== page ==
In policy circles in Washington, there is a common wisdom that Saudi support for fighters in Syria has not included al Qaeda types—though it's pretty obvious that Qatar, the kingdom's small neighbor but big diplomatic competitor has been supporting fighters of an al Qaeda affiliate (Jabhat al-Nusra). In reality, the spectrum of opposition fighters—from President Obama's "teachers and pharmacists" through to IS, ISIS, ISIL (call it what you will)—is full of muddy distinctions. This could explain why Jordan, sandwiched between Saudi Arabia and Syria, declined to allow Bandar to set up training camps for hundreds, perhaps thousands, of opposition fighters. Jihadi types might influence disaffected Jordanian youth and would certainly annoy Assad, who could orchestrate a refugee crisis that might overwhelm Jordan. King Abdullah of Saudi Arabia was evidently so annoyed at the veto that he cut off all aid to cash-strapped Jordan this year, which had been running at $1 billion annually.
Despite the diplomacy of recent days, which suggests an emerging coalition that includes Saudi Arabia and will take on the fighters of the Islamic State in Iraq and perhaps Syria, the House of Saud will likely continue to try to balance the threat of the head-chopping jihadists, while also trying to deliver a strategic setback to Iran by overthrowing the regime in Damascus. From a Saudi point of view, the move of IS forces into Iraq contributed the removal of Nouri al-Maliki in Baghdad, who they regarded as a stooge of Tehran. Despite official support by Riyadh for the new Baghdad government, many Saudis who despise Shiites probably regard IS as doing God's work.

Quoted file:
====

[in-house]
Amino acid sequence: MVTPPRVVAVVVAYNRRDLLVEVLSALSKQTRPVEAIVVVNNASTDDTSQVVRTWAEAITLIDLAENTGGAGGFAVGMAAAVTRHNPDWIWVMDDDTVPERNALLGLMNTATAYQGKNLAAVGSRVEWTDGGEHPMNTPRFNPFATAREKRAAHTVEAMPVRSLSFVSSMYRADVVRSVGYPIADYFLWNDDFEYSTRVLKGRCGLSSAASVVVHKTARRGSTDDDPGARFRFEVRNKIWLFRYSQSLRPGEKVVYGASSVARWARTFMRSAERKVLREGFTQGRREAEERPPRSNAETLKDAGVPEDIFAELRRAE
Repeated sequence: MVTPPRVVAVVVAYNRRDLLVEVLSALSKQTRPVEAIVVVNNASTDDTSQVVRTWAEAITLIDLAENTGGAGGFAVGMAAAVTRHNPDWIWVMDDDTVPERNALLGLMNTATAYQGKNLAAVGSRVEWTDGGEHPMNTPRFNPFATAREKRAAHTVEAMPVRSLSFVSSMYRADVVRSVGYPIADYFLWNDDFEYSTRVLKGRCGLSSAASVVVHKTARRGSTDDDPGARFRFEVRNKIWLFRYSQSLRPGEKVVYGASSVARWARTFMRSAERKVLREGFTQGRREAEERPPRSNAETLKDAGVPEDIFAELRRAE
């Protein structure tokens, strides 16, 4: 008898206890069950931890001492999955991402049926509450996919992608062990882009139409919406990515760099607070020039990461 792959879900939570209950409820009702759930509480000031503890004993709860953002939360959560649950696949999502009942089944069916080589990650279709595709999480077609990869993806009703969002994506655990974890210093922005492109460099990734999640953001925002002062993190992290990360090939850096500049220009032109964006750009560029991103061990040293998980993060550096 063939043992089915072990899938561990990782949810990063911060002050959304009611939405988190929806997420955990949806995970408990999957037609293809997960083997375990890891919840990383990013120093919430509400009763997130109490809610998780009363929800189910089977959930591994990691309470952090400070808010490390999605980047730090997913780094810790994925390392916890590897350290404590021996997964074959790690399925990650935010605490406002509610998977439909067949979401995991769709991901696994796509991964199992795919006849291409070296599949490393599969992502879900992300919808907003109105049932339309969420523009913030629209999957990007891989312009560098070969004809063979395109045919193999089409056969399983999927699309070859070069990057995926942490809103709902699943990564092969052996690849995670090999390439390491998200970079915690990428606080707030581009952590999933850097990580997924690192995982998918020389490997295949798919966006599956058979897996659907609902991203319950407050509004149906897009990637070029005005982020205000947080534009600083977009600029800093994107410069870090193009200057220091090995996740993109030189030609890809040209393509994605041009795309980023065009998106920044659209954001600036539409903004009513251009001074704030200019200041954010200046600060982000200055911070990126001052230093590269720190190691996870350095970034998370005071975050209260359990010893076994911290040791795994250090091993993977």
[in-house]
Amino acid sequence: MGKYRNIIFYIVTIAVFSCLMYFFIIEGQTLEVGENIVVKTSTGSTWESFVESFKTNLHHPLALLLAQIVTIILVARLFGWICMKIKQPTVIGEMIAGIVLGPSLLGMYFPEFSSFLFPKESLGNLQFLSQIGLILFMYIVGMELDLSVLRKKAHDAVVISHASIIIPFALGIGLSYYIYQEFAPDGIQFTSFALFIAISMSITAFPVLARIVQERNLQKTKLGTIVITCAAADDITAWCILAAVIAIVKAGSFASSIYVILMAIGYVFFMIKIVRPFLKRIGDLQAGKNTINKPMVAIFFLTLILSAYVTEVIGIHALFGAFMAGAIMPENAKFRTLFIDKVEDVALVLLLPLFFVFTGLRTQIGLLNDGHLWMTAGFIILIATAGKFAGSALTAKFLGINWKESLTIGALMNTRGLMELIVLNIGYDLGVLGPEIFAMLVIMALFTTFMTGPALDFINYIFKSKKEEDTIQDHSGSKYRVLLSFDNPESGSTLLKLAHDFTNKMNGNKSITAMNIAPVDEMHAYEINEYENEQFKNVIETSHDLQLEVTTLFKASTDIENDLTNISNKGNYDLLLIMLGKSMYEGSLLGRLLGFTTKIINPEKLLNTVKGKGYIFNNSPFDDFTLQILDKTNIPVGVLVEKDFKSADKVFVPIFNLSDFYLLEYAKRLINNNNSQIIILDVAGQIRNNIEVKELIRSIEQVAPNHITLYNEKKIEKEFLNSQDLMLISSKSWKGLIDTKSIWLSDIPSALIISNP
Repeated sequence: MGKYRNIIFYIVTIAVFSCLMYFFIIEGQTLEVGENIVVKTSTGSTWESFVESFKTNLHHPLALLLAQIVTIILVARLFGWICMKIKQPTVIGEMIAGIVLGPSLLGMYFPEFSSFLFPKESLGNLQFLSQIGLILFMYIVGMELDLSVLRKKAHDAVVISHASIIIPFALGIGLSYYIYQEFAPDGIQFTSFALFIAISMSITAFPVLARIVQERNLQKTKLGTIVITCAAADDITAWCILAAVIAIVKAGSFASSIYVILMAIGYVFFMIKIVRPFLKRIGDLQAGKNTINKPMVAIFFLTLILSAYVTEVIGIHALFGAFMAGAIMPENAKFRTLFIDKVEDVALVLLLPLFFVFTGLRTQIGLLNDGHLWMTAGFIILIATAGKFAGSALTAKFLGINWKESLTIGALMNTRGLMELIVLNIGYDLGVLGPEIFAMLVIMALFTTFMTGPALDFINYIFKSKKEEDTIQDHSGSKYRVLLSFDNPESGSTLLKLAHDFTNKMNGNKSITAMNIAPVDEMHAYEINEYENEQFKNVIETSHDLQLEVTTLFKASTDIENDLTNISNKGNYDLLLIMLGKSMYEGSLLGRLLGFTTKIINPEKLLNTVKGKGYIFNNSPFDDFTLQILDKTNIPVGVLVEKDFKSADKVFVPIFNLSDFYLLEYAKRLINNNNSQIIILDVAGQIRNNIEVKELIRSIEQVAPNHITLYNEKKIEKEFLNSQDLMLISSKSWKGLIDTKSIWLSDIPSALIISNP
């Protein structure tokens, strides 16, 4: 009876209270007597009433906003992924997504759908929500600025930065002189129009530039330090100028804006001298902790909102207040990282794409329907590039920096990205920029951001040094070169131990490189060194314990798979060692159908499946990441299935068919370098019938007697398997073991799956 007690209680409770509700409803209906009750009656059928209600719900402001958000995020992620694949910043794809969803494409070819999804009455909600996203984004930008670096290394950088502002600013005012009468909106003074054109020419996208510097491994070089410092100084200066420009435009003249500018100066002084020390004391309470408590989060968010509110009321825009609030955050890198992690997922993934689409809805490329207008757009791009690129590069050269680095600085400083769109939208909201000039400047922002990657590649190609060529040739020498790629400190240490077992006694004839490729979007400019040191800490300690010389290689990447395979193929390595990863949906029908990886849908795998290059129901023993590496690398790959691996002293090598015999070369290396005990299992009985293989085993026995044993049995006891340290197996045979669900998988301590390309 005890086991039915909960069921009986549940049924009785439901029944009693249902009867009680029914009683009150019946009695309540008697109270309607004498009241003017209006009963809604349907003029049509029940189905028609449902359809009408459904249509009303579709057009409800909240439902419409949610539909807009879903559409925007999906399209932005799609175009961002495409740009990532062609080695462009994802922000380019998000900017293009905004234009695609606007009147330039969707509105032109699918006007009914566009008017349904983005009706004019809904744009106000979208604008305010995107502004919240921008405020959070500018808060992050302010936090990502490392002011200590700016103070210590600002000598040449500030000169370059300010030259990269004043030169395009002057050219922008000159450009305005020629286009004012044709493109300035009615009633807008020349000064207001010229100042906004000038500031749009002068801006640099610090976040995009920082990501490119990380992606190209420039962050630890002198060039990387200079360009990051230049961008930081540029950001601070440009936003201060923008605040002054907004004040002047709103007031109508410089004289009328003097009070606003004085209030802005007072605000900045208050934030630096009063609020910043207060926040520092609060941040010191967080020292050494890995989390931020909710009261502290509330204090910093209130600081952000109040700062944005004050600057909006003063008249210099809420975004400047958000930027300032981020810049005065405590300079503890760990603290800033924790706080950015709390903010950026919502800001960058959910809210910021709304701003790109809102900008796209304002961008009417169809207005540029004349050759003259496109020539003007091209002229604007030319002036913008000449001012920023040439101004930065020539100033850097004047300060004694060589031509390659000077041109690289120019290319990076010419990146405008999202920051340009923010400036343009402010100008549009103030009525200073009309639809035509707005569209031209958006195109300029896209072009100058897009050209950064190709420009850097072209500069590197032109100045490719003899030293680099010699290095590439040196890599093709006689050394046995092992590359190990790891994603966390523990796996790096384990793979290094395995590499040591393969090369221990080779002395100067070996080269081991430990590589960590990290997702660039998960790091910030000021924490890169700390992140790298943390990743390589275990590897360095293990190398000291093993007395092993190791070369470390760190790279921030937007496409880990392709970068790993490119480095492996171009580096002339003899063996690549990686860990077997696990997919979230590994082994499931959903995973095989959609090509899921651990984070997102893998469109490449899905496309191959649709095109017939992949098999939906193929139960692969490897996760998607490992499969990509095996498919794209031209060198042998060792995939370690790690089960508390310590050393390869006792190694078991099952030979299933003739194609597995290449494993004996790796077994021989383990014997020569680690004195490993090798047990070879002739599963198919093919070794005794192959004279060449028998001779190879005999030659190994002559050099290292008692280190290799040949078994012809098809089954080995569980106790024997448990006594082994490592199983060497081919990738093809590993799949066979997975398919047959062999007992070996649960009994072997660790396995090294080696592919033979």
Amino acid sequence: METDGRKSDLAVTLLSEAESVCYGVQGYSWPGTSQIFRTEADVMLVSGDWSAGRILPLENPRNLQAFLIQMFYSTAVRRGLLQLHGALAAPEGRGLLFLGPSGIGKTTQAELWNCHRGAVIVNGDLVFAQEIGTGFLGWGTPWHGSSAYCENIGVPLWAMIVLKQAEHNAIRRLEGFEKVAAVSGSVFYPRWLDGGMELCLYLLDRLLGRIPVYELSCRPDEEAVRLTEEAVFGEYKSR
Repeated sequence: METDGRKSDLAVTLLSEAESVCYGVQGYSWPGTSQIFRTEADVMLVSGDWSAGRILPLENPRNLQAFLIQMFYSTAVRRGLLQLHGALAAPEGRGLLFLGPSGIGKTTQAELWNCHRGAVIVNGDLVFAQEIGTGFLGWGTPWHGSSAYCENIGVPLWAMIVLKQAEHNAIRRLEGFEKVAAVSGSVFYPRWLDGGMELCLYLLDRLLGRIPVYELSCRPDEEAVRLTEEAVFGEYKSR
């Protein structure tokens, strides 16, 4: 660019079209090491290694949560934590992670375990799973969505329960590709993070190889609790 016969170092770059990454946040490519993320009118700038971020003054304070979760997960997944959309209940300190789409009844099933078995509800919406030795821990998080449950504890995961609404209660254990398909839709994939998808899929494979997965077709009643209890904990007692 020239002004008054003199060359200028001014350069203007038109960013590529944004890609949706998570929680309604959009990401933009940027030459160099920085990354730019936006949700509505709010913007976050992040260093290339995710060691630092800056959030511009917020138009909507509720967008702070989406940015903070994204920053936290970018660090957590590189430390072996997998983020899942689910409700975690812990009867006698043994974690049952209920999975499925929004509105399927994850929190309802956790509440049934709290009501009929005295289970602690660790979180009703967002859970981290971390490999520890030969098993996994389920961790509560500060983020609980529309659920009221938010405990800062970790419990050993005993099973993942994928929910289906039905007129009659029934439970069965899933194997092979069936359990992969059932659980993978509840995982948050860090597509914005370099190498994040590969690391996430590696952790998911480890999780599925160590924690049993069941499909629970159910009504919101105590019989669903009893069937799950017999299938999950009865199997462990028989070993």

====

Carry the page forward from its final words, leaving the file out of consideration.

As with the then-nascent threat of al-Qaeda in the late 1990s, Saudi Arabia's view of self-preservation now (both toward the Islamic State and the looming prospect of a nuclear Iran) will probably involve policy hypocrisy toward Washington. From the Saudi point of view, there is exasperation with the caution of President Obama. The announcement that retired Marine General John Allen will be a Presidential Envoy on Iraq and Syria, with a State Department deputy, will likely sound to the House of Saud and other Gulf monarchies as merely being "shoes on the ground" rather than even limited "boots on the ground." At the very least, the Saudis are going to be reticent in their cooperation. At worst they will define their self-interest narrowly and not care if it undermines the U.S.
Both men are now dead. The claim was first made in a January 9, 2002, U.S. News and World Report story, without naming the princes. But I identified them and gave them mention twice in op-eds I wrote for the Wall Street Journal. For pedants who wonder why this detail never made it into the report of the September 11 Commission, it could be that (other than the staff of the Commission not reading the Wall Street Journal) the foreign intelligence agency which tracked the transfers did not give permission for the information to be made public, a necessary protocol of spy agency exchanges.
Simon Henderson is the Baker Fellow and Director of the Gulf and Energy Policy Program at the Washington Institute for Near East Policy.